It is clearly not a good time to step into the beleaguered shoes of Omar Abdullah, who is grappling with a deeply divided politics, one that is emanating from the grief-stricken Valley and the other that the government at the centre has laid out for him to quietly follow. Although Abdullah had initially distanced himself from the execution, saying that he was informed only some 12 hours before the hanging took place on Saturday, 9 February at 8 am, he had been emotionally affected enough to come up with his public comment about UPA’s ‘pick and choose’ policy while executing Parliament attack mastermind Mohammed Afzal Guru. This allegation of dishing out selective hanging to death row inmates stems from Omar’s desperate articulation of an overall sense of disenchantment that the Kashmir Valley had been feeling for a while. Surely Omar, who heads the National Conference, a key UPA ally, is aware that paying lip-service to just any one of the parties, the bereaved Kashmiri Muslims and the jubilating Indian public at large outside the mourning state, alone, could prove catastrophic to not only his own political career, but also to the imperative of maintaining peace in the northern state.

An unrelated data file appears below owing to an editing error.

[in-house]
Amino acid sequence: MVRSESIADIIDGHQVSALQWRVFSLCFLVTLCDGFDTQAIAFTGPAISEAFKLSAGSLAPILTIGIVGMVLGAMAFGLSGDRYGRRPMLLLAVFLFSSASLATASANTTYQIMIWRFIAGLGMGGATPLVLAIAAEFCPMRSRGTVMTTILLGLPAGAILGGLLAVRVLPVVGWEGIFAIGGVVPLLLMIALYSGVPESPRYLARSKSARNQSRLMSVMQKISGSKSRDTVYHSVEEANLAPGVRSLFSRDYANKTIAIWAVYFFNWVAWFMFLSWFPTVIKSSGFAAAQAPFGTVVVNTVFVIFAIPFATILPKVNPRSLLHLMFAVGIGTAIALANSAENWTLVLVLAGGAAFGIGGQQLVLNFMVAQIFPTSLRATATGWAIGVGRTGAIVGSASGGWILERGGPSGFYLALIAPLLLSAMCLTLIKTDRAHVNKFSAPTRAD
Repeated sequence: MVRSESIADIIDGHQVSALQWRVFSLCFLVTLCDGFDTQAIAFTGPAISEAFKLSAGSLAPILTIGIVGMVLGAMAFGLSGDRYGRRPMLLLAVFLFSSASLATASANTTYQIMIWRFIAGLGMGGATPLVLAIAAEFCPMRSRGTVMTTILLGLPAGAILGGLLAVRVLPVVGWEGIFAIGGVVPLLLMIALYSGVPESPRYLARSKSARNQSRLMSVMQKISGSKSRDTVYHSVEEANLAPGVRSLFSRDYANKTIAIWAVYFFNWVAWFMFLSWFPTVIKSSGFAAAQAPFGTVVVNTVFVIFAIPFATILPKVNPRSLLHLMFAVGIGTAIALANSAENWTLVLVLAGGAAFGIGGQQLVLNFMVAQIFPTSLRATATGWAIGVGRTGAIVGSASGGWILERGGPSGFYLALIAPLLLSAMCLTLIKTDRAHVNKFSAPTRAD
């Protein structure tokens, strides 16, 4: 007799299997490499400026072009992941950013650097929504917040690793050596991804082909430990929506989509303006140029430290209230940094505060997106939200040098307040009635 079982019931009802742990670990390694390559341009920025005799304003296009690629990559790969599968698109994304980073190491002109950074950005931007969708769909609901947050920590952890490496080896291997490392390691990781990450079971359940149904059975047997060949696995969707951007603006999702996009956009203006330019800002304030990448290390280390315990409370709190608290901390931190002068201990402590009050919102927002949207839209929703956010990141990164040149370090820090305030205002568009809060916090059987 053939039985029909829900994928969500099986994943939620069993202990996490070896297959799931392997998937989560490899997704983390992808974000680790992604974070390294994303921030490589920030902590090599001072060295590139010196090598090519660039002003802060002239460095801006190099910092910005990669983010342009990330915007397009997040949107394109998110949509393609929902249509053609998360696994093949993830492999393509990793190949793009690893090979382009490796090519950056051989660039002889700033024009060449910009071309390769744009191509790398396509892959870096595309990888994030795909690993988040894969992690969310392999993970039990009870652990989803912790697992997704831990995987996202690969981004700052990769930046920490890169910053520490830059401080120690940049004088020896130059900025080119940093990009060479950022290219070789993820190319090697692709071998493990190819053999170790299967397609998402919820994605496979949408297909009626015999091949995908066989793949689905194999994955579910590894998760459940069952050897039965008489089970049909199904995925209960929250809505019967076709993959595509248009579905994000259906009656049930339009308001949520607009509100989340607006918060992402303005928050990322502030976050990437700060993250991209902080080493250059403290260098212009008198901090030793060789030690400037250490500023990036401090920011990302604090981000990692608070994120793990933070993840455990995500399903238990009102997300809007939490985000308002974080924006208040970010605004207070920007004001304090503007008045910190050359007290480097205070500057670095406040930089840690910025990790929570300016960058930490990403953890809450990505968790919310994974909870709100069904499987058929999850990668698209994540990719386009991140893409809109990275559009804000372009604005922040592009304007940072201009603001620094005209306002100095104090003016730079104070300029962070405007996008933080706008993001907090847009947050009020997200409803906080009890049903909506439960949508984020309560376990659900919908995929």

Despite Omar’s pointing out of the fact that other death row convicts, such as the assassins of the former prime minister Rajiv Gandhi, or that of the former Punjab chief minister Beant Singh, have, till date, escaped being sent to the gallows, it was not at all an eye for an eye kind of a remark. He is merely aggrieved at the plight of the helpless family, which wasn’t allowed to have a last meeting with the late inmate of Tihar Jail, or at the fact that they received the letter informing them of his impending execution two days after the actual hanging had taken place. However, this expression of empathy is very much in keeping with his position as the chief minister of the state that might have become the site of a riotous violence, had he not appeased the boiling sentiments of the people of Sopore or Baramullah with so many words. Omar’s sensitive job has been about walking a tightrope between maintaining peace in the state, not allowing the secessionists to make Guru’s hanging a peg to whip up separatist passions, while also keeping the centre happy. Whether the collective conscience of a nation could be any different from that of a state chief minister functioning under such duress is surely a matter of individual interpretation.